Want Romance? Put down the vacuum cleaners fellas. It looks like mowing the lawn still is the way to go.
According to NBC's "Today Show" – it has been found that helping around the house is still what women want men to do, but it's the type of chore that counts.
Married men who spend their time doing yard work, paying bills and changing the oil have more romantic relationships than husbands who spend their time cooking, cleaning and shopping, according to a new study on the subject of housework and romance.
"Households with a more traditional gender division of labor report higher (romantic) frequency than households with less traditional gender divisions of labor," says Sabino Kornrich, lead author of a study that appears in the February issue of the American Sociological Review.
"Housework is something that people use as a very important way to express gender, masculinity and femininity. We weren't surprised to think that (romance) might be more tied to this type of gender expression."
Additionally, other studies have found that men who make the bed also have better relationships with their wives as well. But Kornrich and his research team from the Center for Advanced Studies at the Juan March Institute in Madrid wanted to test claims that women might "exchange" romance for men's participation in housework.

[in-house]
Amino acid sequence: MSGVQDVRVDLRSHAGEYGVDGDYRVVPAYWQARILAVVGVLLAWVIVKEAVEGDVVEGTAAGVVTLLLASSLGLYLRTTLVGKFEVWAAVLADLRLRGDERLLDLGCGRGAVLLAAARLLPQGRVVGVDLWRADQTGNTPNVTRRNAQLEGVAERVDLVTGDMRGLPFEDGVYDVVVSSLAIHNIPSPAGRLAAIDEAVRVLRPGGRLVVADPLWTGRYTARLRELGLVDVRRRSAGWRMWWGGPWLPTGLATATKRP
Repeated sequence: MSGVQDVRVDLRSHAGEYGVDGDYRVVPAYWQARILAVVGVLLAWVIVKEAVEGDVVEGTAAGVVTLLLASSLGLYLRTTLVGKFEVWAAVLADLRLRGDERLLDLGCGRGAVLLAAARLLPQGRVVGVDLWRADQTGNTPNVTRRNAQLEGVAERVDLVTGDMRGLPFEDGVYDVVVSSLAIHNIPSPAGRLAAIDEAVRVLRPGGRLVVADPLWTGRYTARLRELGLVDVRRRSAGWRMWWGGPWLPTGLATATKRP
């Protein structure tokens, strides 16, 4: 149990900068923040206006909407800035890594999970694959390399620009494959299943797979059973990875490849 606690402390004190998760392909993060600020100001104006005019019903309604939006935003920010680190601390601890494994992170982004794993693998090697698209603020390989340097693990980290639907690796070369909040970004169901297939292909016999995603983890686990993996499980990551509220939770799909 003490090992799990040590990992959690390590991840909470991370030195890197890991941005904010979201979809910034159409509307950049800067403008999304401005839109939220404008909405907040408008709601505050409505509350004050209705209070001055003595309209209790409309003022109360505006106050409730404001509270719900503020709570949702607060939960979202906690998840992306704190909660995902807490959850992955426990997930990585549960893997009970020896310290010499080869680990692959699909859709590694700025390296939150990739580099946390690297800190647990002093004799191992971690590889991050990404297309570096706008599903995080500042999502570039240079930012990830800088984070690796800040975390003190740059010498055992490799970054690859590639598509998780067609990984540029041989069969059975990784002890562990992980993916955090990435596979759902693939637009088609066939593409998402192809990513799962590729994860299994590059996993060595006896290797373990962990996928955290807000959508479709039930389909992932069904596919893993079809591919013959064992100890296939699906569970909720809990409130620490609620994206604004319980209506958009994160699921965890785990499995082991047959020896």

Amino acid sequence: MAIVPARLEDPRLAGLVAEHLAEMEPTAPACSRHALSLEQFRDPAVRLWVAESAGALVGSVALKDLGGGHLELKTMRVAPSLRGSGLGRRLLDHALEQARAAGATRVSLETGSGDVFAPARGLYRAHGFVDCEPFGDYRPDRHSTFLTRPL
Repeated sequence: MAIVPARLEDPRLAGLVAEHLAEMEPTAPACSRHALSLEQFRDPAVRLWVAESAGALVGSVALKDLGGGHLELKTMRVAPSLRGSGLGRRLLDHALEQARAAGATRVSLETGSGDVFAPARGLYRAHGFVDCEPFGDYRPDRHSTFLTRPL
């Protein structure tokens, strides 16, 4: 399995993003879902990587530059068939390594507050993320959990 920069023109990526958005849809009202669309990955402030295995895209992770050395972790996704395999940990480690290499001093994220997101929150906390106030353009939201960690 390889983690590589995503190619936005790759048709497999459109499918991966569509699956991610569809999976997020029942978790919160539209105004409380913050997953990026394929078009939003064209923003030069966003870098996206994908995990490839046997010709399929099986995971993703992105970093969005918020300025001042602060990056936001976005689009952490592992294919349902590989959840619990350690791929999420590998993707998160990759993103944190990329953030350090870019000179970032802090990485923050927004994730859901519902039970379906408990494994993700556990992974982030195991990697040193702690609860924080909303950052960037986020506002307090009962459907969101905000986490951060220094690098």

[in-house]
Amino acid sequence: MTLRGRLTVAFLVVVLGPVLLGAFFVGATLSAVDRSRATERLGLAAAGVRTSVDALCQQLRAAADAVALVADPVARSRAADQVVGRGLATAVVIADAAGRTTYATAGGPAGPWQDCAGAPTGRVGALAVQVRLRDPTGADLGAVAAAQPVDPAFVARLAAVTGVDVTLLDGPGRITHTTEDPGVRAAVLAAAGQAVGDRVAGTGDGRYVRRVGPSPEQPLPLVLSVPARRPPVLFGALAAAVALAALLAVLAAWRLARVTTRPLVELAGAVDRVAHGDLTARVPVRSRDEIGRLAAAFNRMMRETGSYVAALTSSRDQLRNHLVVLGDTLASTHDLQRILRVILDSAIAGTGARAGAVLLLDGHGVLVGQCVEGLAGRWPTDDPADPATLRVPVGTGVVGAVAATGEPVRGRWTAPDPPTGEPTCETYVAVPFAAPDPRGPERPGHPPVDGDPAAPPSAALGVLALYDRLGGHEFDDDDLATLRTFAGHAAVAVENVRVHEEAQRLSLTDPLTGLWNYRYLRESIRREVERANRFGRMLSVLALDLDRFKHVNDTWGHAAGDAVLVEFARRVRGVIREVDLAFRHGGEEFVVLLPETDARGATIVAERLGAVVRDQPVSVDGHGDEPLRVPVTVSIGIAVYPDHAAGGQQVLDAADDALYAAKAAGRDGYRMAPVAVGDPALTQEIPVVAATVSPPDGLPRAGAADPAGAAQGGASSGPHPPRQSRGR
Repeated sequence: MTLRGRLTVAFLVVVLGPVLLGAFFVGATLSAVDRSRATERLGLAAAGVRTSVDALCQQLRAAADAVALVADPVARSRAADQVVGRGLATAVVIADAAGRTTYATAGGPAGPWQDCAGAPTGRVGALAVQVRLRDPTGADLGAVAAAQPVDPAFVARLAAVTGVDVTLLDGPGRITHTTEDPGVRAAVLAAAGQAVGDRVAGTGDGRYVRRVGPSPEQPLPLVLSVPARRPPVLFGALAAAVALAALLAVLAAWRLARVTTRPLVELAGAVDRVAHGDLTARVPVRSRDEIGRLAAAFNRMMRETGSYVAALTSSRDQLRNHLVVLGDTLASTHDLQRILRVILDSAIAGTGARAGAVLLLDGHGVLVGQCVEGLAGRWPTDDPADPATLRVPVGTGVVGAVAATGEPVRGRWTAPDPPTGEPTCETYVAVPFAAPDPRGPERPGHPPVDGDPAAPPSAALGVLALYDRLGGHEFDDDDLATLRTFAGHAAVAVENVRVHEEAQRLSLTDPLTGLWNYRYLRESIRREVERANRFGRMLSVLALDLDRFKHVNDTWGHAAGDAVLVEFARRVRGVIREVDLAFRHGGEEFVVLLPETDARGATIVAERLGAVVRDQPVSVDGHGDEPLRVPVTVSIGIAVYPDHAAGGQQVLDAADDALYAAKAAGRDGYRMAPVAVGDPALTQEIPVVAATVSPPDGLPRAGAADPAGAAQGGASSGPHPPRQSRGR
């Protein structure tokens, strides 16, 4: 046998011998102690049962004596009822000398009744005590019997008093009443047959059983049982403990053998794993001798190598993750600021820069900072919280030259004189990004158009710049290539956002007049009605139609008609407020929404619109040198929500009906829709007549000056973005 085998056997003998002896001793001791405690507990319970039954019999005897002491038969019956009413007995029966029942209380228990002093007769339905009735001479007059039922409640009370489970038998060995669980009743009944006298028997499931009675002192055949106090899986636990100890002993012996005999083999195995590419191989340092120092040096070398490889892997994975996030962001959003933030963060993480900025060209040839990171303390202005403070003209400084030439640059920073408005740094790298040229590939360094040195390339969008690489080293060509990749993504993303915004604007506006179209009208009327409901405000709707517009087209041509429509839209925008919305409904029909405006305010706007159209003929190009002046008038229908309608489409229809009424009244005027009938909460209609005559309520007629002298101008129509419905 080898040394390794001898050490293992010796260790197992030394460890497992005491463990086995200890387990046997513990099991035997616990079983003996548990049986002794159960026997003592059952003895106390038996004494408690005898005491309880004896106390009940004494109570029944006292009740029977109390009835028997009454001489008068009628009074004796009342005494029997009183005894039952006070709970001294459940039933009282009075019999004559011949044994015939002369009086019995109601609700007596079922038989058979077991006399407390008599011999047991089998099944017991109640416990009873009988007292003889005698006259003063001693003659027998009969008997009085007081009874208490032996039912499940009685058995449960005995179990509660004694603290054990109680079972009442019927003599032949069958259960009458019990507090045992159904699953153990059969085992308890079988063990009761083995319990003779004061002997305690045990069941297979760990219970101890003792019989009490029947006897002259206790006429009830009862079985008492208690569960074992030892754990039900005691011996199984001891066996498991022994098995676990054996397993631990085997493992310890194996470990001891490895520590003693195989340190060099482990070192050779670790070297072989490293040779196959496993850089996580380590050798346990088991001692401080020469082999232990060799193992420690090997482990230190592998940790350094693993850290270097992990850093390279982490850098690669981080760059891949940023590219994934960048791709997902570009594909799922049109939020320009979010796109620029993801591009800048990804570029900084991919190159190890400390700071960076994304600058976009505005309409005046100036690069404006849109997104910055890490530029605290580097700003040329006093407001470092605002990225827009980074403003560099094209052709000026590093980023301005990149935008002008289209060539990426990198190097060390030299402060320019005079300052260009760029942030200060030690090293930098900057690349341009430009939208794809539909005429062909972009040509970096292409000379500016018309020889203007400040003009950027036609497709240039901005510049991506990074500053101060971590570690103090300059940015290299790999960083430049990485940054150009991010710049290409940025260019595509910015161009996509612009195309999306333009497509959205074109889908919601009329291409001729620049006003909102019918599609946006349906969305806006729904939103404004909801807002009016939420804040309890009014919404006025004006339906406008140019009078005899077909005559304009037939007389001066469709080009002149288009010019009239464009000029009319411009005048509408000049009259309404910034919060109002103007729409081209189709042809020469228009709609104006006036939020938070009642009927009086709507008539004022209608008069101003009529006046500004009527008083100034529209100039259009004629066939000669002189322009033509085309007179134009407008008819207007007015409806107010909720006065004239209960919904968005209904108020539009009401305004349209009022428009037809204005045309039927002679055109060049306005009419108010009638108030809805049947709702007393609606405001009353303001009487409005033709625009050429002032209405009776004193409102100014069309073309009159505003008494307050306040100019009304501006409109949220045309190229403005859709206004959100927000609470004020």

As it turned out, they found a statistically significant difference between men who did no "core housework" – that is, chores that are typically identified with women – and men who regularly handled the cooking, cleaning and laundry. Their findings came from data collected from Wave II of the National Survey of Families and Households, or NSFH, a 1996 national survey conducted by James Sweet and Larry Bumpass. Although the comprehensive study is almost 20 years old, Kornrich believes the household division of labor hasn't changed much and the data still applies.
So maybe cooking is not a way to her heart?
(This story written by Zack Burgess is courtesy of the Michigan Chronicle)